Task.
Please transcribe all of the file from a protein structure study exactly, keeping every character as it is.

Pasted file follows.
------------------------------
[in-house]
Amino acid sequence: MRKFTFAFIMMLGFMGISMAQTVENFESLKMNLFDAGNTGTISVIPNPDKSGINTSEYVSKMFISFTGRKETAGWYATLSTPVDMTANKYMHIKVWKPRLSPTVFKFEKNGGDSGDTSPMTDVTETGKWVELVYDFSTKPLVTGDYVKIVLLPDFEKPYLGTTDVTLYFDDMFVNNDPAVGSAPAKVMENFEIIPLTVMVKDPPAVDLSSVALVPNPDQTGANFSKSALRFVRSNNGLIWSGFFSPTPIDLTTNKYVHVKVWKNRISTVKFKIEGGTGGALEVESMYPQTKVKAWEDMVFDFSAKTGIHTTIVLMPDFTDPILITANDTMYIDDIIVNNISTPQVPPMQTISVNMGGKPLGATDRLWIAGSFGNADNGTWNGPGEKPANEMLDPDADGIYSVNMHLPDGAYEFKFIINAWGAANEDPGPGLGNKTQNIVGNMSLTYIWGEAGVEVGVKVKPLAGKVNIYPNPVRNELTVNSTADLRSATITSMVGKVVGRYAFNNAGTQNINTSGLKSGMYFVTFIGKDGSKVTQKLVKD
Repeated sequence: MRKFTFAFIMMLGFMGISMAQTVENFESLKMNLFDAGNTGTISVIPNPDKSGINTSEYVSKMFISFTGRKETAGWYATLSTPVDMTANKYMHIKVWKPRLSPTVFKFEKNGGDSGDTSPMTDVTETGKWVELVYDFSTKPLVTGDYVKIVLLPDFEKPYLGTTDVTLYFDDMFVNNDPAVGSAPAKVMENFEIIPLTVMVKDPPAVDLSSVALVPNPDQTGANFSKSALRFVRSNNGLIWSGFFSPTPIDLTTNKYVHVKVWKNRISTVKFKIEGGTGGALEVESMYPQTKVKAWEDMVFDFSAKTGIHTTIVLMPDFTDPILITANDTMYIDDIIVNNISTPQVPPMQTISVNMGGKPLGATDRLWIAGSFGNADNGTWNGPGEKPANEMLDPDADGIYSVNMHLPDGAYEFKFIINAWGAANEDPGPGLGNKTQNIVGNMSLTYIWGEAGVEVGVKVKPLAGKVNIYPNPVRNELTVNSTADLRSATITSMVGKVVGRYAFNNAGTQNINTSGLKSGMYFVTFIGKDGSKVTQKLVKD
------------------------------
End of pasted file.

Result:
[in-house]
Amino acid sequence: MRKFTFAFIMMLGFMGISMAQTVENFESLKMNLFDAGNTGTISVIPNPDKSGINTSEYVSKMFISFTGRKETAGWYATLSTPVDMTANKYMHIKVWKPRLSPTVFKFEKNGGDSGDTSPMTDVTETGKWVELVYDFSTKPLVTGDYVKIVLLPDFEKPYLGTTDVTLYFDDMFVNNDPAVGSAPAKVMENFEIIPLTVMVKDPPAVDLSSVALVPNPDQTGANFSKSALRFVRSNNGLIWSGFFSPTPIDLTTNKYVHVKVWKNRISTVKFKIEGGTGGALEVESMYPQTKVKAWEDMVFDFSAKTGIHTTIVLMPDFTDPILITANDTMYIDDIIVNNISTPQVPPMQTISVNMGGKPLGATDRLWIAGSFGNADNGTWNGPGEKPANEMLDPDADGIYSVNMHLPDGAYEFKFIINAWGAANEDPGPGLGNKTQNIVGNMSLTYIWGEAGVEVGVKVKPLAGKVNIYPNPVRNELTVNSTADLRSATITSMVGKVVGRYAFNNAGTQNINTSGLKSGMYFVTFIGKDGSKVTQKLVKD
Repeated sequence: MRKFTFAFIMMLGFMGISMAQTVENFESLKMNLFDAGNTGTISVIPNPDKSGINTSEYVSKMFISFTGRKETAGWYATLSTPVDMTANKYMHIKVWKPRLSPTVFKFEKNGGDSGDTSPMTDVTETGKWVELVYDFSTKPLVTGDYVKIVLLPDFEKPYLGTTDVTLYFDDMFVNNDPAVGSAPAKVMENFEIIPLTVMVKDPPAVDLSSVALVPNPDQTGANFSKSALRFVRSNNGLIWSGFFSPTPIDLTTNKYVHVKVWKNRISTVKFKIEGGTGGALEVESMYPQTKVKAWEDMVFDFSAKTGIHTTIVLMPDFTDPILITANDTMYIDDIIVNNISTPQVPPMQTISVNMGGKPLGATDRLWIAGSFGNADNGTWNGPGEKPANEMLDPDADGIYSVNMHLPDGAYEFKFIINAWGAANEDPGPGLGNKTQNIVGNMSLTYIWGEAGVEVGVKVKPLAGKVNIYPNPVRNELTVNSTADLRSATITSMVGKVVGRYAFNNAGTQNINTSGLKSGMYFVTFIGKDGSKVTQKLVKD